Ascension VP on shifting priorities for hospital pharmacies, next generation of pharmacists

Though the majority of pharmacy jobs are shifting to retail settings, hospital pharmacy is still growing and expanding on what it means to be a pharmacist. 

Jeff Oliver, PharmD, is on the front lines of the changing hospital pharmacy industry as the vice president of pharmacy for Ascension's Florida division, overseeing pharmacy services for Ascension's acute care facilities, retail pharmacies and infusion centers across the state. 

Dr. Oliver recently discussed with Becker's Hospital Review the most pressing issues facing hospital pharmacy leaders as well as what the future holds for the industry. 

The issues hospital pharmacy leaders are dealing with right now 

Dr. Oliver said one of the most pressing issues for hospital pharmacy leaders right now is figuring out how to shift pharmacy staff focus from acute care to ambulatory care. 

Most health systems have a majority of their pharmacists employed on the acute care side, but the hospital industry is shifting its focus toward ambulatory care. The challenge is how to align and train staff to deal with that shift. 

The question health system pharmacy leaders should be asking themselves is: How do we create internal programs or work with the American Society of Health System Pharmacists to develop programs to help pharmacists transition from an acute care background into more of a transition-to-care or ambulatory care pharmacy role?

"It's really trying to develop a revenue structure for pharmacy in that care setting," Dr. Oliver said. 

Figuring out how to standardize pharmacy practices across a health system is also a top concern. Dr. Oliver said standardization is about maximizing not only the quality of care, but bringing down the cost of care. 

"I think we have first and foremost a financial responsibility to the organization as well as to our patients to provide cost-effective care," Dr. Oliver said. 

Reducing variability in care across a health system allows pharmacists and other providers to give patients the highest quality care, he said.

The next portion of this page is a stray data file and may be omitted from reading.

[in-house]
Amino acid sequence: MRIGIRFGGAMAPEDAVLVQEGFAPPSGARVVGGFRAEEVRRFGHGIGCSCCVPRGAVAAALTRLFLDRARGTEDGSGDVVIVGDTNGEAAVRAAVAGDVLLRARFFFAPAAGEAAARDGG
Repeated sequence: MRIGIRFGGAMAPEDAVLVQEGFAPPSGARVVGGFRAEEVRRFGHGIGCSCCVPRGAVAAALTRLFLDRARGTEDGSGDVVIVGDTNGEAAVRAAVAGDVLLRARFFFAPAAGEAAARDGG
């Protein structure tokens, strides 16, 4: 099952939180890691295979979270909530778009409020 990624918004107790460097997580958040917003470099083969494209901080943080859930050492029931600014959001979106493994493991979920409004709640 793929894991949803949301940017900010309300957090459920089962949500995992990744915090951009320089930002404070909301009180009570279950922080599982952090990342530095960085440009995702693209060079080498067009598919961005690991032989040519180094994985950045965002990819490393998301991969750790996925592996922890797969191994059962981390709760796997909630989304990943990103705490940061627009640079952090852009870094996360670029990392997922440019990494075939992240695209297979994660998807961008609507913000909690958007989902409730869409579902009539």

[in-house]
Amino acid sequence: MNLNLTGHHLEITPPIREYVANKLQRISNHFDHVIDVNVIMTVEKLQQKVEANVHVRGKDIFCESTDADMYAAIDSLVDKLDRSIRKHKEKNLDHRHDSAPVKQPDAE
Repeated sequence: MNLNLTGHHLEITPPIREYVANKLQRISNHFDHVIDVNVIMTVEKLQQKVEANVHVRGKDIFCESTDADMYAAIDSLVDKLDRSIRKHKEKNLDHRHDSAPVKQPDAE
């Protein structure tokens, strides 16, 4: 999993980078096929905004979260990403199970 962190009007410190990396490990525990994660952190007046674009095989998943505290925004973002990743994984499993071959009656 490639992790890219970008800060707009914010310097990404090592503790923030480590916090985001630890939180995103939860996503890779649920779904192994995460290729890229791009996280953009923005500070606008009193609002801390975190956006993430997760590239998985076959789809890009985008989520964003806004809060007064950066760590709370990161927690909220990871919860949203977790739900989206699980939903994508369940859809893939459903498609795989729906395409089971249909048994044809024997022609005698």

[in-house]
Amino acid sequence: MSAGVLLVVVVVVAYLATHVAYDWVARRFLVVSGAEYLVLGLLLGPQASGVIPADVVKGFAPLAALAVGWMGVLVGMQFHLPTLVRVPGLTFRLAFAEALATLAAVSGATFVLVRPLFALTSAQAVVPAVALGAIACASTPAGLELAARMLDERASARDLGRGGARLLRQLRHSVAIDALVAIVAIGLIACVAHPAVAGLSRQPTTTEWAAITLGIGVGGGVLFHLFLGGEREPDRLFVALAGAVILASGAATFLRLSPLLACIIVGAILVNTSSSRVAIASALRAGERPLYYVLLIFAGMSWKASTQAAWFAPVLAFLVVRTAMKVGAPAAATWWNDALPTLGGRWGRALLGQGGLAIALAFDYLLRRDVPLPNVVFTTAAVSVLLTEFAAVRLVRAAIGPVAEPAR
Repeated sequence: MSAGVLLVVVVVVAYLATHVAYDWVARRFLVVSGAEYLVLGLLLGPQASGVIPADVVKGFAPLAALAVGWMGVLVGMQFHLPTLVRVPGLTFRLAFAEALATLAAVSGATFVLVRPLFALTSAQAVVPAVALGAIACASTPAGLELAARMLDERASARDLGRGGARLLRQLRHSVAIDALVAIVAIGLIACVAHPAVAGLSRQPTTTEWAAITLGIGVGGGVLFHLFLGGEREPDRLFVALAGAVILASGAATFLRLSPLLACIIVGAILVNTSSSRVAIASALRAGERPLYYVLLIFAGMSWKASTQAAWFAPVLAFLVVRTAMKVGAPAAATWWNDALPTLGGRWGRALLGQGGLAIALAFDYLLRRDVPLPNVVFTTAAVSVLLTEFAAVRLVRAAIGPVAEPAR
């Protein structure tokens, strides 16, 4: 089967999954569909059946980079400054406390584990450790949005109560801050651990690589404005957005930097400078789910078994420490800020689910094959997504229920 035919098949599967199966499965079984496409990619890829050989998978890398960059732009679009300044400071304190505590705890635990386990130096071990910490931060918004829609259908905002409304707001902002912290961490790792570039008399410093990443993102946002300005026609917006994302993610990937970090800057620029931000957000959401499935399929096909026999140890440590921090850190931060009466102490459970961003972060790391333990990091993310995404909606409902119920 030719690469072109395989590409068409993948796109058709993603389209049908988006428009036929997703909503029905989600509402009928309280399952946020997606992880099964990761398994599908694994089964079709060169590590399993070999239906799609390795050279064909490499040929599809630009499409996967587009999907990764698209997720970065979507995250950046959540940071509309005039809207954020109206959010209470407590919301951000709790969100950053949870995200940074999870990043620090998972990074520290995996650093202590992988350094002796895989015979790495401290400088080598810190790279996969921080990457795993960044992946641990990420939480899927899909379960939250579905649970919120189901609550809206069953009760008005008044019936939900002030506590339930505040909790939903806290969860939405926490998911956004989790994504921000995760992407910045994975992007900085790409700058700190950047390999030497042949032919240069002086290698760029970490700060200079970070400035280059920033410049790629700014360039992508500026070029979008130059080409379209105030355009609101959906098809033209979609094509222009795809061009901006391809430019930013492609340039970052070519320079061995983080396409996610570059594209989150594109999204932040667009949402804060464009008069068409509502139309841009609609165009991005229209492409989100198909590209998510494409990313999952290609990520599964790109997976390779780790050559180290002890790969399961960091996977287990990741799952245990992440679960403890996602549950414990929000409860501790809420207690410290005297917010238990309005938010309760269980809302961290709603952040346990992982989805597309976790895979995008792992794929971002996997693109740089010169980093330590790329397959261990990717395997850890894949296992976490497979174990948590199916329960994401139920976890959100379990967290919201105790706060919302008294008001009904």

The future of hospital pharmacy

The pharmacy industry has seen a lot of rapid change in recent years and isn't expected to slow down any time soon. 

The types of jobs available to pharmacists have shifted dramatically in Dr. Oliver's 15 years of experience as the industry shifts its focus to outpatient pharmacy services.

When Dr. Oliver was going through his training, many pharmacy students were training to become clinical pharmacists for an expanded hospital workforce. Today, most pharmacy jobs are for retail pharmacy positions at chains like Walgreens or CVS, not in hospitals, though retail pharmacy is also undergoing significant changes. 

"We're getting to a saturation point where, even folks who've done residency or specialized training, are finishing up and there aren't the available jobs that maybe they thought 10 to 15 years ago would be there for them," Dr. Oliver said. 

The opioid crisis has also shifted the expectations of hospital pharmacists. There's now a much greater focus on drug diversion and prevention as well as treatment for patients who have been affected by the crisis. 

"We've played a role, obviously, in dispensing those medications for our patients, and now I think we're uniquely positioned also to try to help improve the impact [the opioid crisis] has on our society," Dr. Oliver said. 

Pharmacy is also much more involved in supply chain logistics and management than it used to be, Dr. Oliver said. Pharmacists are much more involved in the full product life-cycle for pharmaceuticals within the health system environment. 

Ascension has placed a focus on expanding clinical pharmacy services, but Dr. Oliver said there's still a lot of opportunity for hospital pharmacists to create collaborative practice agreements with physicians that allow pharmacists to prescribe under the agreements. 

Dr. Oliver also predicted the pharmacy industry will continue to see a shift toward telehealth.

At Ascension, the pharmacy department has implemented technology to improve the consumer experience. For example, the department has remote dispensing kiosks instead of a full-scale retail pharmacy, allowing patients greater access to their prescriptions while still having access to pharmacists when needed. 

Ascension also started a virtual medication history program that allows it to reach facilities it didn't previously have the manpower to reach.

"Pharmacy's going to continue to adopt technology both to enhance our reach clinically and also to optimize what we're doing on the operational side," Dr. Oliver said. 

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